And there’s still plenty of silver lining. I had the pure joy of hearing our daughter laugh out loud in her sleep this week. And she’s going to have a killer laugh, I can tell. A dear friend in London, who actually had a darling baby boy the same day we had our darling baby girl, recently experienced the same phenomenon, and said that she believed she then knew how angels must sound. She wasn’t kidding.
And my concern about our child and animals not wanting to be around me once I had been filled with toxic chemicals? Unwarranted. They are as sweet and snuggly and attentive as ever, probably even more so now. (When our Australian Shepherd can be pried away from our baby, that is…he has apparently imprinted on her like some werewolf in the Eclipse series….)
However, perhaps the most gratifying news of the week stemmed from a conversation I had with my obstetrician…my long-time physician who saw me through my high risk pregnancy and delivered our little girl 41 days ago. I contacted her to let her know how very grateful I was that the cancer wasn’t discovered at any point during the pregnancy, which allowed us to fully enjoy the experience and not have to make any difficult decisions. I also wanted her to know how glad I was that we did not receive the lab results until five days after our baby was born, giving us five days of bliss during which we were oblivious of the cancer that had invaded my body.
During our conversation, she told me that she had gone back and looked at the numerous ultrasounds that had been taken during the pregnancy and confirmed that there was no sign of the cancer. She also told me that there was no good explanation for how I was able to get pregnant and carry a healthy, perfect baby to term, given the extent of the cancer. By the time Miss Magnolia Grace came along, both Fallopian tubes were totally shot, consumed with cancer, and it had metastasized to both ovaries, the uterus and beyond. Yet here she is, laying across my lap as I type these words. This little girl was clearly meant to be here with us.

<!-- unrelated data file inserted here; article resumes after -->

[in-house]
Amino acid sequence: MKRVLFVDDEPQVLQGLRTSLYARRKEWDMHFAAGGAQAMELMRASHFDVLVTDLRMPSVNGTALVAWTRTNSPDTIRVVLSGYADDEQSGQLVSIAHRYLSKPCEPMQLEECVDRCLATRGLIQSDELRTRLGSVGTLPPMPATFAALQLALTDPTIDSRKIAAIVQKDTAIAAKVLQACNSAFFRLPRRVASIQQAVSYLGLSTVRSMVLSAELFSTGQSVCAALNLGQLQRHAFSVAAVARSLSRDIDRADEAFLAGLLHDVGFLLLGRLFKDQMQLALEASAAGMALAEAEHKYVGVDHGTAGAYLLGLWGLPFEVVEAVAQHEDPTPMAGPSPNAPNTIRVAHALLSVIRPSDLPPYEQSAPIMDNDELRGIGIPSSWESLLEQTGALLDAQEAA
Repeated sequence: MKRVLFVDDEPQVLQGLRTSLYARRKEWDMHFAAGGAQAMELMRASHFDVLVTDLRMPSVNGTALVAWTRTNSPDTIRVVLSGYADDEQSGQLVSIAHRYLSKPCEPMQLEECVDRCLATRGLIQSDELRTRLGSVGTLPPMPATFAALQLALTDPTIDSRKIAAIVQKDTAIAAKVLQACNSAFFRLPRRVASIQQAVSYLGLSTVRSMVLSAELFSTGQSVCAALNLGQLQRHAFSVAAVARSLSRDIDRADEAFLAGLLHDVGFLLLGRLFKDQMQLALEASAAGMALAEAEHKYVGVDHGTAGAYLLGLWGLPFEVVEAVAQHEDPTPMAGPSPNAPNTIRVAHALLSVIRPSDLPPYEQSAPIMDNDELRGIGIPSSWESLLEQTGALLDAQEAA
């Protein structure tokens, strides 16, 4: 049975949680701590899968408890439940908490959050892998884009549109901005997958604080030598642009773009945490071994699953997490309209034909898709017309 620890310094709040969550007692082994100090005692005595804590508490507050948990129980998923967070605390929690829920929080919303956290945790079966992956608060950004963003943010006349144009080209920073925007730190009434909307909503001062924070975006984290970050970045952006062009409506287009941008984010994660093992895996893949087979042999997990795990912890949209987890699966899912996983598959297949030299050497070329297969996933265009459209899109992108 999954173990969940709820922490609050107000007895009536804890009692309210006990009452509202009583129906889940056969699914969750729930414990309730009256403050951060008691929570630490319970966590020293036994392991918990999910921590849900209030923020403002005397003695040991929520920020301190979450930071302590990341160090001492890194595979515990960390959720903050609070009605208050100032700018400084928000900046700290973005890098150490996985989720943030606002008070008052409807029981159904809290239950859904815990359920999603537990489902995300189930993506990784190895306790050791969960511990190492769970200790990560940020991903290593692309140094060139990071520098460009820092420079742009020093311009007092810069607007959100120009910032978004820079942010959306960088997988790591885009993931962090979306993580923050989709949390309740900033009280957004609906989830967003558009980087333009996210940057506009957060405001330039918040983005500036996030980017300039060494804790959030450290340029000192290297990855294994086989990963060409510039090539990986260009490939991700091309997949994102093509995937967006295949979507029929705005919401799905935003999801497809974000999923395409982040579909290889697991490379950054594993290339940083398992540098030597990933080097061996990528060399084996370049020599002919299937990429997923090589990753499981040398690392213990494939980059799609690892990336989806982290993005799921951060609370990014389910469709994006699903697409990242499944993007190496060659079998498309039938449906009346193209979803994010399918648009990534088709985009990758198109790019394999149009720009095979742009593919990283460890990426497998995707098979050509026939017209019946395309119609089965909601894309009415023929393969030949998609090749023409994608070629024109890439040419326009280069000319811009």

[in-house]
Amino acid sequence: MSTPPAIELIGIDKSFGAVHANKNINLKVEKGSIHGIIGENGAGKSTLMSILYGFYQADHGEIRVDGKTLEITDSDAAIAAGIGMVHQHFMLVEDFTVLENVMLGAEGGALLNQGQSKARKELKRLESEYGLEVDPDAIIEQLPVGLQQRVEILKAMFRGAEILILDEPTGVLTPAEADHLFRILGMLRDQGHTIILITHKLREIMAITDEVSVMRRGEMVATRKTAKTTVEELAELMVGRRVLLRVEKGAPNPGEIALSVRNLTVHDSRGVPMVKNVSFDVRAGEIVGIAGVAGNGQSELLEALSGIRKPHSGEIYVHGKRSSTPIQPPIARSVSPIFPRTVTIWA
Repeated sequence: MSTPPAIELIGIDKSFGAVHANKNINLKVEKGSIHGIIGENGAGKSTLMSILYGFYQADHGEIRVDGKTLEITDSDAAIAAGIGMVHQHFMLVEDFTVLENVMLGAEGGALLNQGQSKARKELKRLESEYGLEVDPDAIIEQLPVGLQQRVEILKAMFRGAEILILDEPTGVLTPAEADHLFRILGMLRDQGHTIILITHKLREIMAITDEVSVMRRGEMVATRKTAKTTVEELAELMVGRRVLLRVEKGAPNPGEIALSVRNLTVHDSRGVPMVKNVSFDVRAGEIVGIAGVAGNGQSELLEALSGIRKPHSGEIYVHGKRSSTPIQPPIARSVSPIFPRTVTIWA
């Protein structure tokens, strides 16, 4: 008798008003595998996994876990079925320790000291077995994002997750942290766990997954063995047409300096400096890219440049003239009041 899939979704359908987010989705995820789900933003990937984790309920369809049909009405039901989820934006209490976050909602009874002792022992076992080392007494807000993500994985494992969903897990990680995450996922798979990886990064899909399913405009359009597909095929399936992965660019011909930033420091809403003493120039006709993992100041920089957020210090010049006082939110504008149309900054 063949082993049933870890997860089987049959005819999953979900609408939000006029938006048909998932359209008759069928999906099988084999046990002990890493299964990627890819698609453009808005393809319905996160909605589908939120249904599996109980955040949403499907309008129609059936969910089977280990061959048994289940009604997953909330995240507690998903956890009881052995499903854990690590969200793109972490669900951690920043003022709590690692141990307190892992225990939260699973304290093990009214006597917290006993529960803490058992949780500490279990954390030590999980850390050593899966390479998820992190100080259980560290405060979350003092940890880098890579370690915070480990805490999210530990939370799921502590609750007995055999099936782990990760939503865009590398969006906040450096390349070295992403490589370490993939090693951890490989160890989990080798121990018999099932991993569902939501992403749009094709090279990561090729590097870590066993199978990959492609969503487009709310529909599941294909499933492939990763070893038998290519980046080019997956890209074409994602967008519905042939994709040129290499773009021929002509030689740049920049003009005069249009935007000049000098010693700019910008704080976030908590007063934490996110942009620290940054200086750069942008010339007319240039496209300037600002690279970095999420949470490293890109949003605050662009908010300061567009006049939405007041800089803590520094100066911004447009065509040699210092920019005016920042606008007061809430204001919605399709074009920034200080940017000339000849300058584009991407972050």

So, again, onward. Today was a minor setback, but I’ve come to believe that there are no accidents. I am right where I am supposed to be. And I’m going to enjoy the hell out of my husband, daughter and life every day that I can….especially during this two-week hiatus from treatment.
Love and gratitude,
I didn’t realize it until after the fact, but, like my husband, I had been telling myself a certain story about how all of this cancer business was going to go down. Because it wasn’t known whether the “questionable” spots on the CT scan were malignant or benign, I chose to assume they were benign. And because it wasn’t known whether more cancer existed inside me beyond the mass that was found on my fallopian tube, I chose to assume that none did. I also told myself that once the doc got inside and took a look around, she would realize that an IP port wasn’t necessary…that I likely wouldn’t need chemo to be hosed directly into my abdomen.
We had been telling ourselves these stories, my husband and I, unbeknownst to each other. And apparently our close friends and family had been telling themselves similar stories as well. This was certainly a living example of the phrase, “expectations are premeditated disappointments.” If we had kept our expectations in check, the outcome of the procedure would not have been nearly as jarring.
This wasn’t like me, this erring on the side of optimism. I’m the girl who, in the past, would wonder if her headache wasn’t a brain tumor, or who would speculate that the mystery ache or pain was cancer of the whatever. But, for some reason, with this cancer diagnosis, I was telling myself that surely it wasn’t as bad as all that…that surely this was a “mild” case of cancer that would be easily treated and stomped into submission. It was quite sobering to find out that I was wrong.